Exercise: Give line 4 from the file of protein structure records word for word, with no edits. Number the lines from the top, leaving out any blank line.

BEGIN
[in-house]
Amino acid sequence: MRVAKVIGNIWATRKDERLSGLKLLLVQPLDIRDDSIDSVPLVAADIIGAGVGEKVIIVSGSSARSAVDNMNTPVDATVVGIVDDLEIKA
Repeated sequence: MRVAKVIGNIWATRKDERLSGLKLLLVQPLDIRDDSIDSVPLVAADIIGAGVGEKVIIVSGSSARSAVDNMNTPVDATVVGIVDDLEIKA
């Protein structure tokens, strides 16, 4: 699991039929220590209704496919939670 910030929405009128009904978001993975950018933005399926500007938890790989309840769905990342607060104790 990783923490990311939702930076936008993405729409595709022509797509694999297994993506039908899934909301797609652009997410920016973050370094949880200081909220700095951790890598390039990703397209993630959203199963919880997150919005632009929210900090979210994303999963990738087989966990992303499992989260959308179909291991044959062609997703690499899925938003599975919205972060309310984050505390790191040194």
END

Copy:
């Protein structure tokens, strides 16, 4: 699991039929220590209704496919939670 910030929405009128009904978001993975950018933005399926500007938890790989309840769905990342607060104790 990783923490990311939702930076936008993405729409595709022509797509694999297994993506039908899934909301797609652009997410920016973050370094949880200081909220700095951790890598390039990703397209993630959203199963919880997150919005632009929210900090979210994303999963990738087989966990992303499992989260959308179909291991044959062609997703690499899925938003599975919205972060309310984050505390790191040194």